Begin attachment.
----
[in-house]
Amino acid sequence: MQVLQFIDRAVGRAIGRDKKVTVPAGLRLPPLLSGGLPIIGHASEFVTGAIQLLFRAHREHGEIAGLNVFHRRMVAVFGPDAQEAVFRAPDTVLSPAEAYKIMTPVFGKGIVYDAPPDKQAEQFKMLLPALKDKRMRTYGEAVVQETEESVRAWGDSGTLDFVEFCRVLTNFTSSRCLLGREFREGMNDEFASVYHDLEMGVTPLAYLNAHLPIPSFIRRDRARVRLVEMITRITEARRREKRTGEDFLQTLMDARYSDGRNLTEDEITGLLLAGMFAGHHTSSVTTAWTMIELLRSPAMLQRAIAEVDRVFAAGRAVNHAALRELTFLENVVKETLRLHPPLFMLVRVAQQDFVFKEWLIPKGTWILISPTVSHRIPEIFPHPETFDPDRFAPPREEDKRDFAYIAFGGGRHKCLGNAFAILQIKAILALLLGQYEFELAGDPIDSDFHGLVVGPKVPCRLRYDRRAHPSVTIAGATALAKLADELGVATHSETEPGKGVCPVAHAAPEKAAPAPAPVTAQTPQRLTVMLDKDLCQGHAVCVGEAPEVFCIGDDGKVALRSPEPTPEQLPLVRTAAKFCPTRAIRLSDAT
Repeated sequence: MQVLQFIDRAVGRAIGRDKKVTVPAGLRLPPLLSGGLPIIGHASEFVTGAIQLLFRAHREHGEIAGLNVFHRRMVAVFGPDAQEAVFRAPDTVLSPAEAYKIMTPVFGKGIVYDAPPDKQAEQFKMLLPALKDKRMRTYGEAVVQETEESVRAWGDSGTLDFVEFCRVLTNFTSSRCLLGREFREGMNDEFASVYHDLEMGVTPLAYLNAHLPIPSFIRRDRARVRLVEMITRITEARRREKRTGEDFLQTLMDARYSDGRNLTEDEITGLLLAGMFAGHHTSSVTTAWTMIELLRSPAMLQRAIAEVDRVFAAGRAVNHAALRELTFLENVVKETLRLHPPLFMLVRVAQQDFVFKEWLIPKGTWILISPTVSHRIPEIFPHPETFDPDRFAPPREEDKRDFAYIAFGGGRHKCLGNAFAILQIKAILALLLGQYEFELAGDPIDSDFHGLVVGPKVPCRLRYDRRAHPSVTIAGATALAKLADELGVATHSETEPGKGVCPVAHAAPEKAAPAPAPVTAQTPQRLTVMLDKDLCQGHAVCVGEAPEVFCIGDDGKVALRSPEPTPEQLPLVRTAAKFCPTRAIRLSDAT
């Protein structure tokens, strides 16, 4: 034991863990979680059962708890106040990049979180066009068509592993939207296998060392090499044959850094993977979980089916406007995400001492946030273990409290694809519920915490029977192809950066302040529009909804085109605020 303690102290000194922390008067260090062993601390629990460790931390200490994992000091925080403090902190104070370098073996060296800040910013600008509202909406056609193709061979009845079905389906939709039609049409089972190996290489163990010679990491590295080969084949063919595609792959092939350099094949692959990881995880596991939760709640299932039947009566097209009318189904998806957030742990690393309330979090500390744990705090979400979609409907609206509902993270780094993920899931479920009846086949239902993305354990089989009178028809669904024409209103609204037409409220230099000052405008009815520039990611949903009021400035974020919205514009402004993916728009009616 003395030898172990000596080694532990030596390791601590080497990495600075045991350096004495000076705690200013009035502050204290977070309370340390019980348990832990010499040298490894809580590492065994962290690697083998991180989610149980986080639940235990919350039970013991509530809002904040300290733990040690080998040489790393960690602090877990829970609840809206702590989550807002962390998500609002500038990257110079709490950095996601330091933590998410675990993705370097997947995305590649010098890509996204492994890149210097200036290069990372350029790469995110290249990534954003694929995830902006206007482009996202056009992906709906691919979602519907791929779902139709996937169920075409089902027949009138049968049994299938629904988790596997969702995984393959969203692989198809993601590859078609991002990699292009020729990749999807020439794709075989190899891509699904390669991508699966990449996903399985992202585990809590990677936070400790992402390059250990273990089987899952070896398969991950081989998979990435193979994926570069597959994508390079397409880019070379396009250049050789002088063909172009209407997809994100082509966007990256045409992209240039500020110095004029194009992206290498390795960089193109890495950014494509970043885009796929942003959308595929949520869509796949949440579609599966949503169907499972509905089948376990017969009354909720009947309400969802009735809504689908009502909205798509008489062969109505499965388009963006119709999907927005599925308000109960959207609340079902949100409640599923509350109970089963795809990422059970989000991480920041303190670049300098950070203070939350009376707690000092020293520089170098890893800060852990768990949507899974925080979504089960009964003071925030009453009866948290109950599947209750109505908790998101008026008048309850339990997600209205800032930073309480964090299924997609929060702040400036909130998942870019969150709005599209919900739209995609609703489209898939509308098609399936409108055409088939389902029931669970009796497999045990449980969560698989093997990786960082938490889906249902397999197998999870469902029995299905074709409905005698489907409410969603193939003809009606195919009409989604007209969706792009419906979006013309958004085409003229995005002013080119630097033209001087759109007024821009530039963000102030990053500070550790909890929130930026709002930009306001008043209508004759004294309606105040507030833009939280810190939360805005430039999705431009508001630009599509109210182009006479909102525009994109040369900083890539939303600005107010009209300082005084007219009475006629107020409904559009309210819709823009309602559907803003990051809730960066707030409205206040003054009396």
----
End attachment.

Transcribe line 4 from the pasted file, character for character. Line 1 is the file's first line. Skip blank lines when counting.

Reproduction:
């Protein structure tokens, strides 16, 4: 034991863990979680059962708890106040990049979180066009068509592993939207296998060392090499044959850094993977979980089916406007995400001492946030273990409290694809519920915490029977192809950066302040529009909804085109605020 303690102290000194922390008067260090062993601390629990460790931390200490994992000091925080403090902190104070370098073996060296800040910013600008509202909406056609193709061979009845079905389906939709039609049409089972190996290489163990010679990491590295080969084949063919595609792959092939350099094949692959990881995880596991939760709640299932039947009566097209009318189904998806957030742990690393309330979090500390744990705090979400979609409907609206509902993270780094993920899931479920009846086949239902993305354990089989009178028809669904024409209103609204037409409220230099000052405008009815520039990611949903009021400035974020919205514009402004993916728009009616 003395030898172990000596080694532990030596390791601590080497990495600075045991350096004495000076705690200013009035502050204290977070309370340390019980348990832990010499040298490894809580590492065994962290690697083998991180989610149980986080639940235990919350039970013991509530809002904040300290733990040690080998040489790393960690602090877990829970609840809206702590989550807002962390998500609002500038990257110079709490950095996601330091933590998410675990993705370097997947995305590649010098890509996204492994890149210097200036290069990372350029790469995110290249990534954003694929995830902006206007482009996202056009992906709906691919979602519907791929779902139709996937169920075409089902027949009138049968049994299938629904988790596997969702995984393959969203692989198809993601590859078609991002990699292009020729990749999807020439794709075989190899891509699904390669991508699966990449996903399985992202585990809590990677936070400790992402390059250990273990089987899952070896398969991950081989998979990435193979994926570069597959994508390079397409880019070379396009250049050789002088063909172009209407997809994100082509966007990256045409992209240039500020110095004029194009992206290498390795960089193109890495950014494509970043885009796929942003959308595929949520869509796949949440579609599966949503169907499972509905089948376990017969009354909720009947309400969802009735809504689908009502909205798509008489062969109505499965388009963006119709999907927005599925308000109960959207609340079902949100409640599923509350109970089963795809990422059970989000991480920041303190670049300098950070203070939350009376707690000092020293520089170098890893800060852990768990949507899974925080979504089960009964003071925030009453009866948290109950599947209750109505908790998101008026008048309850339990997600209205800032930073309480964090299924997609929060702040400036909130998942870019969150709005599209919900739209995609609703489209898939509308098609399936409108055409088939389902029931669970009796497999045990449980969560698989093997990786960082938490889906249902397999197998999870469902029995299905074709409905005698489907409410969603193939003809009606195919009409989604007209969706792009419906979006013309958004085409003229995005002013080119630097033209001087759109007024821009530039963000102030990053500070550790909890929130930026709002930009306001008043209508004759004294309606105040507030833009939280810190939360805005430039999705431009508001630009599509109210182009006479909102525009994109040369900083890539939303600005107010009209300082005084007219009475006629107020409904559009309210819709823009309602559907803003990051809730960066707030409205206040003054009396």